The Bnei Menashe are part of an extensive tribe whose descendants are now dispersed throughout northeastern India and neighboring Myanmar (Burma). They do not look like typical Indians, nor does their language resemble others spoken in India. The tribe's history and migration paths are shrouded in mystery, particularly because of the lack of written documentation. Its heritage is passed on orally from one generation to the next, manifested in the observance of clearly Jewish customs such as circumcision on the eighth day, Shabbat, Passover rituals and more.
As we climbed the Center's stairs, we saw "Welcome" signs all along the wall, written with an authentic love that was evident throughout our visit. The modest classrooms, too, were decorated with posters of Israeli landscapes, Jewish holidays and the letters of the Hebrew alphabet.
Allenby Sela and his wife Vered run the Center and teach Hebrew. Both are members of the Bnei Menashe who came to Israel ten years ago and returned as emissaries.
Students are divided into three groups: Children, youth and adults. The first two groups study during the day, while adults attend classes in the evening, after a day's work in the city or nearby villages.
Rachel wasted no time. She planned a special curriculum, inspired by her vast experience in teaching and the keen enthusiasm she felt from the start. She taught for hours on end, her students eagerly absorbing every new word and every new line of poetry. Our son Uri, 16, was also very helpful, teaching youngsters current Israeli songs and slang and spending hours playing soccer with them on the muddy field nearby.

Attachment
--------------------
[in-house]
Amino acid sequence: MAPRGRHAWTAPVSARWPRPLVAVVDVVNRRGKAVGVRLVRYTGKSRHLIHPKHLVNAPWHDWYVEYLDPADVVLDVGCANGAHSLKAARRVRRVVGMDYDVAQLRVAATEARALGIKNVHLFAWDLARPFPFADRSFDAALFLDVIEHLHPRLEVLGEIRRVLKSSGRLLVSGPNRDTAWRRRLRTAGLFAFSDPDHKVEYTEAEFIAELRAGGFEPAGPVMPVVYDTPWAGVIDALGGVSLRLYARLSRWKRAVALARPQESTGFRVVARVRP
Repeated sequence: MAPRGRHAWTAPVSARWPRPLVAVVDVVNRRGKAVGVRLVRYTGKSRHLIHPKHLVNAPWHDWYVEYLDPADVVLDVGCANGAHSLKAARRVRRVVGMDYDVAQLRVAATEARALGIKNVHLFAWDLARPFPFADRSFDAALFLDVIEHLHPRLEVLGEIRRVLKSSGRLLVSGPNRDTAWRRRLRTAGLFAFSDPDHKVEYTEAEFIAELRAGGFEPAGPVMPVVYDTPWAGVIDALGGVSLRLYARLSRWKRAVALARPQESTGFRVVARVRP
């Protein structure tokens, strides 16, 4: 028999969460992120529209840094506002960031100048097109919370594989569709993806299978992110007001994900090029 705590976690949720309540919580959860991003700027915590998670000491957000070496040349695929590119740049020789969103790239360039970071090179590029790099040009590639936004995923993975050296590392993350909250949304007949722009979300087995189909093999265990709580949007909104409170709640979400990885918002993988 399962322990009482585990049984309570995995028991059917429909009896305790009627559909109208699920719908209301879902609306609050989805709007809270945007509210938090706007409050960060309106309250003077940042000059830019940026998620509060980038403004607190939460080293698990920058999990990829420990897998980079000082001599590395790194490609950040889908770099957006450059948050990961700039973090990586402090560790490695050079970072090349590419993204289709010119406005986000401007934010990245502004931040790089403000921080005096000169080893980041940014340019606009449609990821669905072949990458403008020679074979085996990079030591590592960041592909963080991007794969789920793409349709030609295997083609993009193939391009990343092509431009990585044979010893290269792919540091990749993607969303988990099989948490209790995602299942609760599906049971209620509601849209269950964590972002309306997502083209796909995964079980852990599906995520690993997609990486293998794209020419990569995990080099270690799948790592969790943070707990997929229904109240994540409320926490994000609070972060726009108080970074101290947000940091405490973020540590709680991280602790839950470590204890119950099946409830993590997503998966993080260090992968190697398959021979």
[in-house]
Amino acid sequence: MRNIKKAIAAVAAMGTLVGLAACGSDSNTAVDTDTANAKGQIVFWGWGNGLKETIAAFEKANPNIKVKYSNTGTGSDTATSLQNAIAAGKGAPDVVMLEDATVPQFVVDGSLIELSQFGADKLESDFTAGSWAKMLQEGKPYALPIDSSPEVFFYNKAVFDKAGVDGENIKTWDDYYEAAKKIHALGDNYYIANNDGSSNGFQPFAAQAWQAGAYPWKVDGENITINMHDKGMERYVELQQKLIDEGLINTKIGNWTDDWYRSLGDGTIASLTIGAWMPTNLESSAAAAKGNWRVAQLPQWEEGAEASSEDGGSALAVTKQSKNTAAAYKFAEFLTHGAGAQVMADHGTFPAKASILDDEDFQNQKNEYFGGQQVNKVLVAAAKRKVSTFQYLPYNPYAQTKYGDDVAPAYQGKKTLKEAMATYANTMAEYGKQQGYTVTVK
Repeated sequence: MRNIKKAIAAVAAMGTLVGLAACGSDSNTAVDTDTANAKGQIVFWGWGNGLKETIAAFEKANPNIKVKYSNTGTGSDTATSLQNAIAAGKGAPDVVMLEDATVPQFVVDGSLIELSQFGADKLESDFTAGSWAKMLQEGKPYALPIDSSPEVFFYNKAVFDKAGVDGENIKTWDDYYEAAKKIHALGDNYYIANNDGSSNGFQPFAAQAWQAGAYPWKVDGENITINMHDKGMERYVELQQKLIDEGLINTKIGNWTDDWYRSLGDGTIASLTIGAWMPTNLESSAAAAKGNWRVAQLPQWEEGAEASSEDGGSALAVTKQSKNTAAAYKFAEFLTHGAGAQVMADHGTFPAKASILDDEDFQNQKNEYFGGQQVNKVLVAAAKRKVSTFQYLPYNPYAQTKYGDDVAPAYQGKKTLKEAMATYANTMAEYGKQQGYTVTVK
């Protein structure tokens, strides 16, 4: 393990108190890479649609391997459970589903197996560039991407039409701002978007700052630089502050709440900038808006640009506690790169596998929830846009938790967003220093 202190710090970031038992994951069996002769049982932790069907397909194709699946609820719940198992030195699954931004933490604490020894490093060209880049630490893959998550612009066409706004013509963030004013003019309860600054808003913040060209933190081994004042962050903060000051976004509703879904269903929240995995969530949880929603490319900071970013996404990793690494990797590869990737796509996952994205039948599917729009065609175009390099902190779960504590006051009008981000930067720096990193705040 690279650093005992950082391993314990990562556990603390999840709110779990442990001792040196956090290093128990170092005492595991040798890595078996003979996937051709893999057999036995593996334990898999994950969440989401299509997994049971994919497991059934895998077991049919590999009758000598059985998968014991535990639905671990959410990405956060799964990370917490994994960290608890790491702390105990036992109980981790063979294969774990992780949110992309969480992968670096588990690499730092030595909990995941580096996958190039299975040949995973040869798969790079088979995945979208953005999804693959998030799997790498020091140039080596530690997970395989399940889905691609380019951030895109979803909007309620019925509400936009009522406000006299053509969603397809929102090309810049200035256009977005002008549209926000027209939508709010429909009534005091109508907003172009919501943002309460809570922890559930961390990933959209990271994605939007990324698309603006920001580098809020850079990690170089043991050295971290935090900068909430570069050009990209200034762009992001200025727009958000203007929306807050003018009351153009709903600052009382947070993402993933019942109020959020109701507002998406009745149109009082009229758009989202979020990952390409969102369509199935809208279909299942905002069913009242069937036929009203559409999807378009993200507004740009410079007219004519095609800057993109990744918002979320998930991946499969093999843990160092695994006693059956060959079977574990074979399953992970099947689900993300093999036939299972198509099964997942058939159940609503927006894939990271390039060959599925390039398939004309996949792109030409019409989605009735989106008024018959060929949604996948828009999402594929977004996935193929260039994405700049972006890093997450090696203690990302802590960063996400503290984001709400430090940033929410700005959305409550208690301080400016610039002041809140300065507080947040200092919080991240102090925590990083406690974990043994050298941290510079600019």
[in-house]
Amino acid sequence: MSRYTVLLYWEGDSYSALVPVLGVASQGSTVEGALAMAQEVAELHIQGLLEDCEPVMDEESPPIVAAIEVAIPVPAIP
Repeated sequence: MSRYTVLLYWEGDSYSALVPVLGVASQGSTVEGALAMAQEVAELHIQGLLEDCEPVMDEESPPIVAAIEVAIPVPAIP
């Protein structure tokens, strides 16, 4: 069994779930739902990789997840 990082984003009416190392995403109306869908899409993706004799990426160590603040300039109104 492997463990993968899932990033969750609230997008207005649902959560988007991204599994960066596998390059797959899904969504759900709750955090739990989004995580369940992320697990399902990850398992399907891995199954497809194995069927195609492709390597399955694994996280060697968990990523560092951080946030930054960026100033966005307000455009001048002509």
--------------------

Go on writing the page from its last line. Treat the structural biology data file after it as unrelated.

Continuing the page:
News of our arrival attracted many new students. The youth class, that generally numbers 25, expanded to 65 and had to be divided.
Teaching Hebrew at the end of the world is a somewhat surrealistic experience. The city itself has about 300,000 residents living in hillside houses on bamboo stilts or concrete pillars. We were nearly the only people there who looked European, but everyone heard of Israel and treated us with love and admiration.
We walked down Zion Street and shopped at stores with names like Israel Center. Our bus passed a sign reading Tamar in Hebrew, decorated with Stars of David and Israeli flags. People smiled at us everywhere.
On Sundays, we visited small, distant villages, traveling for hours along primitive roads and sometimes soaked by heavy rains. There, we met families whose sons serve in the Israel Defense Forces. Parents proudly showed us pictures of their children in uniform, their eyes tearing with longing to see and embrace them once again. Even in the most remote areas, we saw homes with mezuzot, small synagogues with Hebrew names and cemeteries with Hebrew gravestones.